War of the Rebellion: Serial 002 Page 0138 OPERATIONS IN MD., AND PA., VA., AND W. VA. Chapter IX

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command of Lieutenant Beale, Captain Garnett being sick and absent) dismounted as skirmishers, leaving the rest of my command in reserve. We swept entirely through the bushes on the Point and did not get in view of the enemy until we reached a marsh that separated us from them, and was entirely commanded by the steamer and the vessel. On arriving in this position we discovered the enemy getting into their boats about two hundred and fifty or three hundred yards distant, and we immediately commenced a fire both upon the boats and the steamer. The boats returned our fire two or three times, and then all of their men, except two or three who had fallen overboard, lay down in their boats, and it was some time before they could get their oarsmen to pull the boats from the shore.

We feel confident, from the number of men who never rose from the bottom of the boats and the blood upon the shore, that there were eight or then killed and several more wounded.

After we had fired five or six rounds the steamer opened fire upon us with shot and shell, but by making my men lie down nobody was hurt. After firing several times the steamer went high up the river in order to meet their boats, which could not come to them, as they would have to approach nearer to our skirmishers. Having accomplished my purpose I would not allow my men to cross the marsh, as it would have exposed them to a raking fire from the steamer, but returned in the same direction we had come.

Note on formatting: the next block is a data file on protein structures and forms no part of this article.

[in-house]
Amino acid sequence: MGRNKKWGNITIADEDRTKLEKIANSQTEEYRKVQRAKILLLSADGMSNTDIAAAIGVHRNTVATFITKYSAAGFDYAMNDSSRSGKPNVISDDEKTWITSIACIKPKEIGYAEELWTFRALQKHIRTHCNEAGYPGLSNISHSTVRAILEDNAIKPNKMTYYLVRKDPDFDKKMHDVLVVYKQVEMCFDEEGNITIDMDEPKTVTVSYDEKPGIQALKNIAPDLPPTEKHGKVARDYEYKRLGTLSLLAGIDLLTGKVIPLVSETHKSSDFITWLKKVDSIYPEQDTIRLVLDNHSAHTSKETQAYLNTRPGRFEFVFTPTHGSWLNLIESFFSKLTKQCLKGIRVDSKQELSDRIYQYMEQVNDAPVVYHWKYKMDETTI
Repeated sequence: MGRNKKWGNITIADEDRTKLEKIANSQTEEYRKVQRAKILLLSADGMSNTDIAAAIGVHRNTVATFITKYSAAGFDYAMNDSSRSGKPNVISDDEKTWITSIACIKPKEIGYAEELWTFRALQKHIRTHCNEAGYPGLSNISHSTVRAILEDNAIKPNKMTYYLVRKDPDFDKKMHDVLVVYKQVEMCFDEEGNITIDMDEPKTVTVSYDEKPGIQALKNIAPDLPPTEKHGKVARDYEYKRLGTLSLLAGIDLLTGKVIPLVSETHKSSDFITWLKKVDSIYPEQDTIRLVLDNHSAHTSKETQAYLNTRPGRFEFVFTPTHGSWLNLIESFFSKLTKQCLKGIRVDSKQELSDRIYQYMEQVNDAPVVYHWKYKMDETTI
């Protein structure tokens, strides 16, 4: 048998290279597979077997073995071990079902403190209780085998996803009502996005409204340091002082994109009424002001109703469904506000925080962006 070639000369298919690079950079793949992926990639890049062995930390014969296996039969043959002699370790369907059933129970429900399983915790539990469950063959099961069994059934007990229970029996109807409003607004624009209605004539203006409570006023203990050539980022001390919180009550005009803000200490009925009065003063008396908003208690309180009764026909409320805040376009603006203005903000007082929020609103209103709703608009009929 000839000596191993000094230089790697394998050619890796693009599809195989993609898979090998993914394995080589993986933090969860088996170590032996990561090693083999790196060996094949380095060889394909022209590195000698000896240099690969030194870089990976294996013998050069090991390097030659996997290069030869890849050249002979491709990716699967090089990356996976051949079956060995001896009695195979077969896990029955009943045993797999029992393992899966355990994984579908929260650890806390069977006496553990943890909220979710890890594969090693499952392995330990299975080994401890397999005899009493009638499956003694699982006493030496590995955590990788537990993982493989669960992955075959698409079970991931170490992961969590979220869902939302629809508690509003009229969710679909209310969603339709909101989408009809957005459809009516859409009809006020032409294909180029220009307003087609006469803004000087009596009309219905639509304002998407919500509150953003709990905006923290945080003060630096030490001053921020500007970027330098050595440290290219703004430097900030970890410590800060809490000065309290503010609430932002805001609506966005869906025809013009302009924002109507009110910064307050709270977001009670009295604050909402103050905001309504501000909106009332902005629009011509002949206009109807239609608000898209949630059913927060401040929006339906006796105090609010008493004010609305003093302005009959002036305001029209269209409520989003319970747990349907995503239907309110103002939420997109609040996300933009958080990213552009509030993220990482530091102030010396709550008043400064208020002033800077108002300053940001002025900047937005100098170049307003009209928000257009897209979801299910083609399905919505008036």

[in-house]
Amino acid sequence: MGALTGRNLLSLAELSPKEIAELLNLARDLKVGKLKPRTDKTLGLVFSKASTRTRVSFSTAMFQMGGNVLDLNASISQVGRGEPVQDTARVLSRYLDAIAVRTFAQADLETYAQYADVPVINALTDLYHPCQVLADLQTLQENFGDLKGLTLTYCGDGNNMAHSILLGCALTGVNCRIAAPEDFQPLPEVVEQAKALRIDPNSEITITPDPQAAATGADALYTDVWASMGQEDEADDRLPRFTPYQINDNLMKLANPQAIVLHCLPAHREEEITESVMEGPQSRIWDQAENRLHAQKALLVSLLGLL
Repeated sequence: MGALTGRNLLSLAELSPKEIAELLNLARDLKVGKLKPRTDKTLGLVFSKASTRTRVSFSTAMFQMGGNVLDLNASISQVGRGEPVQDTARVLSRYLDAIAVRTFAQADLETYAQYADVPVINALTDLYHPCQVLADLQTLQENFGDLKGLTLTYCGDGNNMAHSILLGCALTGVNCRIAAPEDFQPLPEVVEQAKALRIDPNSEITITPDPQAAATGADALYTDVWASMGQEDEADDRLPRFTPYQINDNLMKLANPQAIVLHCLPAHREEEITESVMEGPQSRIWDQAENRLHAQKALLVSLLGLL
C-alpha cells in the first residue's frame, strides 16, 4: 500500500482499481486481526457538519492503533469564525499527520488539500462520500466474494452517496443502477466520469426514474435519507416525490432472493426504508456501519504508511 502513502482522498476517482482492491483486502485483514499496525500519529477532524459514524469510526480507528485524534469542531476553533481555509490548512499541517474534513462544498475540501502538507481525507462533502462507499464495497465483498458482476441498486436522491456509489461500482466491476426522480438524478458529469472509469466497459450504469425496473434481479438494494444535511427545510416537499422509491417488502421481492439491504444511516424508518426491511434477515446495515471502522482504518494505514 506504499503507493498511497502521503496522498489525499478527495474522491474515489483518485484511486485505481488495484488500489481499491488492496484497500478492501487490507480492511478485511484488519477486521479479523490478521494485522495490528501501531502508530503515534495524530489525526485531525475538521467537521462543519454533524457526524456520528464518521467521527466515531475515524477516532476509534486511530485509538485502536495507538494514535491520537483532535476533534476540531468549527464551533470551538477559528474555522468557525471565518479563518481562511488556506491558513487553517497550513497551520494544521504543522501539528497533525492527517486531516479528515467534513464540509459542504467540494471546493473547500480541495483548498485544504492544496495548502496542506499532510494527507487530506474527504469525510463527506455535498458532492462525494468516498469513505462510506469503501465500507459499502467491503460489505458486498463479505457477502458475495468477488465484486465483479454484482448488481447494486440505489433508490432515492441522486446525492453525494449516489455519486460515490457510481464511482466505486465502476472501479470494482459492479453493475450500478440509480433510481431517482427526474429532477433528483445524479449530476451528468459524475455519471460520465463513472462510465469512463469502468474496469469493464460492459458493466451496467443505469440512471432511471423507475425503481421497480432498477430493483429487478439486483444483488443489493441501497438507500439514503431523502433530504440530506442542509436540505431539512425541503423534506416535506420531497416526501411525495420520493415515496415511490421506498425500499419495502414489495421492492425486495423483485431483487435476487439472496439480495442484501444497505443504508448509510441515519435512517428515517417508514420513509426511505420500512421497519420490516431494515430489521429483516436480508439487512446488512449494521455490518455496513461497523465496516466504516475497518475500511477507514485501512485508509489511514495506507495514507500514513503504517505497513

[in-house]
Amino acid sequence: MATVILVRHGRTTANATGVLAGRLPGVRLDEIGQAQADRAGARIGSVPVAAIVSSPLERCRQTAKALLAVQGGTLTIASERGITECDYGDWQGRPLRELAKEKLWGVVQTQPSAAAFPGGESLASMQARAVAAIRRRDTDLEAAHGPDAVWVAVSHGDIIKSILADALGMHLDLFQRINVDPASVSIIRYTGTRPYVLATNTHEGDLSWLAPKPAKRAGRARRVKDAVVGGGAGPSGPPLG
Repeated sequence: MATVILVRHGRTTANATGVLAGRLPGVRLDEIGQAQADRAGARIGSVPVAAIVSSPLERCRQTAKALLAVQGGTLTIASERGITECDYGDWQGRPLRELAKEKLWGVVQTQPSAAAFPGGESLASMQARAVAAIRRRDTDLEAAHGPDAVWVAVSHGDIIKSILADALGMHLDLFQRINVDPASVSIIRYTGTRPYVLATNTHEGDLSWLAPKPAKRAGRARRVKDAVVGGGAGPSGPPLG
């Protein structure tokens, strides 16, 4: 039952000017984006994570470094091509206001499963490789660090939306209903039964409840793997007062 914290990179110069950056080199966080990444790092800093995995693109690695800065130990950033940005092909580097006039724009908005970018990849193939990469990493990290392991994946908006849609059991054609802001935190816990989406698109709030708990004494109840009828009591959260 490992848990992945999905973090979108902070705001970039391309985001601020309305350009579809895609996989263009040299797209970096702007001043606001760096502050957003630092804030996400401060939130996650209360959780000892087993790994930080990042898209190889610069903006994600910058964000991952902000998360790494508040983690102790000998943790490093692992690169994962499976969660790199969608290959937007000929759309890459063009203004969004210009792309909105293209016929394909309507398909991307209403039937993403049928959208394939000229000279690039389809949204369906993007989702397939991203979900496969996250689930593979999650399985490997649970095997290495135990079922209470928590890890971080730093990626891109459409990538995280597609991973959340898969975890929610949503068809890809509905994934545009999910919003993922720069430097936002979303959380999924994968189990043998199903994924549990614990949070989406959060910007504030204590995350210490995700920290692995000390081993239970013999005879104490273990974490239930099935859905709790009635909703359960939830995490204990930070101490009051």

I have never realized until yesterday how absolutely necessary artillery is at this point. With a single smooth-bored 12-pounder I could have sunk the steamer and vessel without exposing my men more than they were. I am happy to say that my men acted very gallantly throughout the action.

Very respectfully submitted.


Major, Commanding.

Colonel D. RUGGLES.

JULY 1, 1861. - Arrest of the Police Commissioners of Baltimore, Md.


Numbers 1. - Order from General Scott for the arrest of the Commissioners.

Numbers 2. - Reports of Major General Nathaniel P. Banks, U. S. Army.

Numbers 3. - Instructions to Colonel John R. Kenly, First Maryland Infantry.

Numbers 4. - Report of the Board of Police Commissioners.

Numbers 5. - Memorial of the Board of Police Commissioners.

Numbers 6. - Memorial of the Mayor and City Council of Baltimore.

Numbers 7. - Resolution of the House of Representatives and reply of the President.

Numbers 1. Order from General Scott for the arrest of the Commissioners.


Washington, June 24, 1861.

SIR: Mr. Snethen, of Baltimore, a gentleman of standing, will deliver to you this communication. He has just given to the Secretary of War and myself many important facts touching the subject of [the] Union in that city. It is confirmed by him, that among the citizens, the seces-